Temporal arteritis is inflammation of the arteries. It affects the arteries in the head, neck, and upper body. The temporal artery is most often affected. It runs over the temple, to the outside of the eye. In extreme or untreated cases, this condition can lead to blindness or strokes.
2 other terms often associated with this condition include:
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The cause of temporal arteritis is not known. It may result from an autoimmune response in the body. An autoimmune disease is a condition in which the immune system mistakes the body’s own tissue for a foreign invader, attacking and damaging it.
Temporal arteritis is more common in women, and in people aged 50 years and older. It is also more common among Caucasians, especially those of Scandinavian or northern European descent. Other factors may increase your chance of getting temporal arteritis include:
Temporal arteritis may cause:
You will be asked about your symptoms and medical history. A physical exam will be done. A retinal exam may also be done.
Your bodily fluids may be tested. This can be done with:
Images may be taken of the temporal artery. This can be done with ultrasound.
Talk with your doctor about the best treatment plan for you. Options include:
Corticosteroid therapy is used to decrease the swelling and inflammation. It will also help decrease the risk of blindness. At first, high doses are often given. The doses are then tapered off. Therapy is often continued for several years.
Long-term use of corticosteroids has some harmful side effects. These may include:
Supplements will help to stop these effects on the bone. The supplements may include:
You may be advised take low-dose aspirin every day. This may help to reduce the risk of vision loss associated with temporal arteritis.
National Institute of Neurological Disorders and Stroke
Canadian Cardiovascular Society
Canadian Society of Otolaryngology
Giant cell arteritis and polymyalgia rheumatica. Family Doctor—American Academy of Family Physicians website. Available at: http://familydoctor.org/familydoctor/en/diseases-conditions/giant-cell-arteritis-and-polymyalgia-rheumatica.html. Updated March 2014. Accessed June 13, 2016.
Giant cell arteritis (including temporal arteritis). EBSCO DynaMed Plus website. Available at: http://www.dynamed.com/topics/dmp~AN~T115154/Giant-cell-arteritis-including-temporal-arteritis. Updated March 31, 2016. Accessed June 13, 2016.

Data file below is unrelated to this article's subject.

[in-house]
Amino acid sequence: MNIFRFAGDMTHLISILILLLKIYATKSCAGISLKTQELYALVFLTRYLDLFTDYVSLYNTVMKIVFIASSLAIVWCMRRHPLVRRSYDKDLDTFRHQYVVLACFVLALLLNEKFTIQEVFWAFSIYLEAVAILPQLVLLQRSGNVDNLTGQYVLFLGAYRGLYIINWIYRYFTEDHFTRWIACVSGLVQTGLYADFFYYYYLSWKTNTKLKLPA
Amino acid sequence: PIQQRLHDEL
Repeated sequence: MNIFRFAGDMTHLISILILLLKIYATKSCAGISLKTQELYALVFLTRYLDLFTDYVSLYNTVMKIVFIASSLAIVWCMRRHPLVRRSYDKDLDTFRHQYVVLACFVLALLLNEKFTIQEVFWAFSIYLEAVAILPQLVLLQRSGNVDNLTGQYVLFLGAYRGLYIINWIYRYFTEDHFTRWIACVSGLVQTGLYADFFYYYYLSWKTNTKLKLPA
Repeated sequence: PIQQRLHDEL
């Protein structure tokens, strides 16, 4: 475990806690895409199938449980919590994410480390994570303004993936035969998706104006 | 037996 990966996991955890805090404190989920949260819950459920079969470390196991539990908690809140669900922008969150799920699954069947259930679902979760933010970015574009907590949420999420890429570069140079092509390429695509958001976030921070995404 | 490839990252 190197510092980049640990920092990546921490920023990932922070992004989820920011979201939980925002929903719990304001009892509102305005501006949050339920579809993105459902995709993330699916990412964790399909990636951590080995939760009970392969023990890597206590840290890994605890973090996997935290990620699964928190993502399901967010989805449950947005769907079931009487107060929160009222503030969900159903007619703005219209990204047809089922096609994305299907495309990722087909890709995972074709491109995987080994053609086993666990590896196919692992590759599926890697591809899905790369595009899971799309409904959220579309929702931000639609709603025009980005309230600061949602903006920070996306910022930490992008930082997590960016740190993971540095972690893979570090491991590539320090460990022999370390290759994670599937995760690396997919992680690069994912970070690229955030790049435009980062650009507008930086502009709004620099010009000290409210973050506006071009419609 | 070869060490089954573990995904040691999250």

Karahaliou M, Vaiopoulos G, et al. Colour duplex sonography of temporal arteries before decision for biopsy: a prospective study in 55 patients with suspected giant cell arteritis. Arthritis Res Ther. 2006;8:R116.
Larsson K, Mellström D, et al. Early menopause, low body mass index, and smoking are independent risk factors for developing giant cell arteritis. Ann Rheum Dis. 2006;65:529-532.
Parikh M, Miller NR, et al. Prevalence of a normal c-reactive protein with an elevated erythrocyte sedimentation rate in biopsy-proven giant cell arteritis. Ophthalmology. 2006;113(10):1842-1845.
Polymyalgia rheumatica and giant cell arteritis. National Institute of Arthritis and Musculoskeletal and Skin Diseases. Available at: http://www.niams.nih.gov/Health_Info/Polymyalgia/default.asp. Updated April 2015. Accessed June 13, 2016.
Smetana GW, Shmerling RH. Does this patient have temporal arteritis? JAMA. 2002; 287:92.
Yellin AE, DeMeester TR. Department of Surgery, Keck School of Medicine, University of Southern California. JAMA Surgery. 2004;139(11):1146-1147.
Last reviewed June 2016 by Michael J. Fucci, DO
Please be aware that this information is provided to supplement the care provided by your physician. It is neither intended nor implied to be a substitute for professional medical advice. CALL YOUR HEALTHCARE PROVIDER IMMEDIATELY IF YOU THINK YOU MAY HAVE A MEDICAL EMERGENCY. Always seek the advice of your physician or other qualified health provider prior to starting any new treatment or with any questions you may have regarding a medical condition.
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